The International Energy Agency, IEA, has seen the global oil market struggling this year to absorb fast-growing crude supply from outside the Organisation of Petroleum Exporting Countries, OPEC, even with the group’s production cuts and U.S. sanctions on Venezuela and Iran.
The IEA in a report on Wednesday left its demand growth forecast for 2019 unchanged from its last report in January at 1.4 million barrels per day.
“It is supported by lower prices and the start-up of petrochemical projects in China and the U.S. Slowing economic growth will, however, limit any upside,” the agency said.
The IEA raised its estimate of growth in crude supply from outside the Organization of the Petroleum Exporting Countries to 1.8 million barrels per day, bpd in 2019, from 1.6 million bpd previously.
The agency also lowered its forecast for demand for OPEC crude, production of which the group has pledged to cut by 800,000 bpd this year as part of an agreement with Russia and other non-OPEC producers such as Oman and Kazakhstan.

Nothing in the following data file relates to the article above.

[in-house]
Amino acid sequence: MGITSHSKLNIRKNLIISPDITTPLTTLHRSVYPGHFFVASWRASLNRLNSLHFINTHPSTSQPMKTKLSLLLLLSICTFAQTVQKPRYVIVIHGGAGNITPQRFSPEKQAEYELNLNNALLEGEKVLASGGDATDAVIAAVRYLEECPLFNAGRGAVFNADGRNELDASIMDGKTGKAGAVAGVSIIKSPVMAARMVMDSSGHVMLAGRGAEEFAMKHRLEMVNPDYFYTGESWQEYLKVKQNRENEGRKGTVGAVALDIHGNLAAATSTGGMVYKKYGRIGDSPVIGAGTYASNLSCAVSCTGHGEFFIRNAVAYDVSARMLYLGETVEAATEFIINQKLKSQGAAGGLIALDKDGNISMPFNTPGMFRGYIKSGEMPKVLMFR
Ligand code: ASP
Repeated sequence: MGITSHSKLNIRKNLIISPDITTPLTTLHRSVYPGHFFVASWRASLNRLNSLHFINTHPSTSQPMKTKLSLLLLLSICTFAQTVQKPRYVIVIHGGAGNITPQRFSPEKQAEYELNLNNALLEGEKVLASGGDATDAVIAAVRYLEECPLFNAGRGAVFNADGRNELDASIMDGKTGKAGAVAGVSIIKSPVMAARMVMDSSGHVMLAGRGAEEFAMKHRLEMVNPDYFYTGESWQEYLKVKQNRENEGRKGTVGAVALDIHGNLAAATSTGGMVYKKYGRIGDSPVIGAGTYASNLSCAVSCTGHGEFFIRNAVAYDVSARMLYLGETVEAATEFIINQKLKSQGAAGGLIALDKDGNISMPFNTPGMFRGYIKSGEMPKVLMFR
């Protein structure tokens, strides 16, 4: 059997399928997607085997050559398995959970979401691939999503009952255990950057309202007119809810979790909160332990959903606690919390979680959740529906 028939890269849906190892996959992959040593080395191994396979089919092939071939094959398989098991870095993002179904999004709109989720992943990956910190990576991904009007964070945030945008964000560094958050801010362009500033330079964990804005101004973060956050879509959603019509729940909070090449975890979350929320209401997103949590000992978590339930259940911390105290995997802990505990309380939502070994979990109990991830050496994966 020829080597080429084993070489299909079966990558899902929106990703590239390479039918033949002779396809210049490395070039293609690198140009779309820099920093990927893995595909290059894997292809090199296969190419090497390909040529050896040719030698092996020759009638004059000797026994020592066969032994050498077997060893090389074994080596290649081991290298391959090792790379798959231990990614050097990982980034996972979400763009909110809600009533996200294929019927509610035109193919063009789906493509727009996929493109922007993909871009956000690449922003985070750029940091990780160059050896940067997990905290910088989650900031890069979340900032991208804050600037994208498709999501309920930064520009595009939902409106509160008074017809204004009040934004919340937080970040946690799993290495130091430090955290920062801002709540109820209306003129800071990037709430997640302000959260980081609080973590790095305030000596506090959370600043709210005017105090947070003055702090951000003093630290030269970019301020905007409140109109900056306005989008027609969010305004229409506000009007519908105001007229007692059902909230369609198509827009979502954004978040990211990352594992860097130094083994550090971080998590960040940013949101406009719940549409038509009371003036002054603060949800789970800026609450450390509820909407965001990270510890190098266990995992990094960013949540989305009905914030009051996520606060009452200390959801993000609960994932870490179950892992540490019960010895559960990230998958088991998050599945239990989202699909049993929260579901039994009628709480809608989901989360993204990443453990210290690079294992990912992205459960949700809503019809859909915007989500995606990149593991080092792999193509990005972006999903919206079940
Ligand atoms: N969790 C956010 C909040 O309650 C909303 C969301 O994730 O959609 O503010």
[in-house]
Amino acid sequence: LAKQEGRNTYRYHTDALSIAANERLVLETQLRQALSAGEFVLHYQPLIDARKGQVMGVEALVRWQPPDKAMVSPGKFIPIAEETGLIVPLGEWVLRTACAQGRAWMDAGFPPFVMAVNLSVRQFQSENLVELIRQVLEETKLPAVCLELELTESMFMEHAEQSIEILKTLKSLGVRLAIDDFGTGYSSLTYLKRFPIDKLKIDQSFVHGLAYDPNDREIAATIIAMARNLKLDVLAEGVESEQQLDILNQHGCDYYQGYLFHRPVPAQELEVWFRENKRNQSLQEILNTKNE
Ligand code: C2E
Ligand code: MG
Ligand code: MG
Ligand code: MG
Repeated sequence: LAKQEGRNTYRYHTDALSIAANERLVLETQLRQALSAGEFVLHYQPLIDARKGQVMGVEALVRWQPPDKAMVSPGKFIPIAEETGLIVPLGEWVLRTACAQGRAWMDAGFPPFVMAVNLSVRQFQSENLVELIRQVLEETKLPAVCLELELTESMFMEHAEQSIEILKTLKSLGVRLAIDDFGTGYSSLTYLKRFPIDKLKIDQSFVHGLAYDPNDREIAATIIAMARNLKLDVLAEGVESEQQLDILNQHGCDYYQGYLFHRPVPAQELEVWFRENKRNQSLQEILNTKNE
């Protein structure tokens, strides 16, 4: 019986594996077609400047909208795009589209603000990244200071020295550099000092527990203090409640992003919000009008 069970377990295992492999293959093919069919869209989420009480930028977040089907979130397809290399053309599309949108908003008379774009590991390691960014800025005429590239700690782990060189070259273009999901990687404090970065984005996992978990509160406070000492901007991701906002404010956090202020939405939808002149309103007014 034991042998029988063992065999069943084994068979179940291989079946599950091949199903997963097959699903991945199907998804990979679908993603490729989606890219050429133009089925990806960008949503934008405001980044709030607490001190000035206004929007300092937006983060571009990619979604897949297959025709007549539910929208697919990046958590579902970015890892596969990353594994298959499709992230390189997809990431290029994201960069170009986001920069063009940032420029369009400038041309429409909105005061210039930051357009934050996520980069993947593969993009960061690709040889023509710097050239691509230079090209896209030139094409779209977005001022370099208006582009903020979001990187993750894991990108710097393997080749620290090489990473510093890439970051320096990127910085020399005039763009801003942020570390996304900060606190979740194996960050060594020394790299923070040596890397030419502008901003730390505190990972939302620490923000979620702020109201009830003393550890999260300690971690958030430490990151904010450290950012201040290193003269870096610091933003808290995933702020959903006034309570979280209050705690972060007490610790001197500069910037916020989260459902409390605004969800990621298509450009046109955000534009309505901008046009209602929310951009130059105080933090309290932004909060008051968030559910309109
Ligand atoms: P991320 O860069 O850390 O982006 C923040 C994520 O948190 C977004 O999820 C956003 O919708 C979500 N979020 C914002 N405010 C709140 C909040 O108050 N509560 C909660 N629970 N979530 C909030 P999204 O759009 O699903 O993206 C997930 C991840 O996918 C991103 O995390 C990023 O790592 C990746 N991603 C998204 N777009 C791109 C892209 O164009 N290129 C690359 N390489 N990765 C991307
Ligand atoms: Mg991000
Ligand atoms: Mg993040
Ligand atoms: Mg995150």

The “call” on OPEC crude is now forecast at 30.7 million bpd in 2019, down from the IEA’s last estimate of 31.6 million bpd in January.
U.S. sanctions on Iran and Venezuela have choked off supply of the heavier, more sour crude that tends to yield larger volumes of higher-value distillates, as opposed to gasoline. The move has created disruption for some refiners, but has not led to a dramatic increase in the oil price in 2019.
“In terms of crude oil quantity, markets may be able to adjust after initial logistical dislocations (from Venezuela sanctions)”, the Paris-based IEA said.
“Stocks in most markets are currently ample and … there is more spare production capacity available.”
Venezuela’s production has almost halved in two years to 1.17 million bpd, as an economic crisis decimated its energy industry and U.S. sanctions have now crippled its exports.
Brent crude futures have risen 20 per cent in 2019 to around $63 a barrel, but most of that increase took place in early January. The price has largely plateaued since then, in spite of the subsequent imposition of U.S. sanctions.
“Oil prices have not increased alarmingly because the market is still working off the surpluses built up in the second half of 2018,” the IEA said.
“In quantity terms, in 2019, the U.S. alone will grow its crude oil production by more than Venezuela’s current output. In quality terms, it is more complicated. Quality matters.”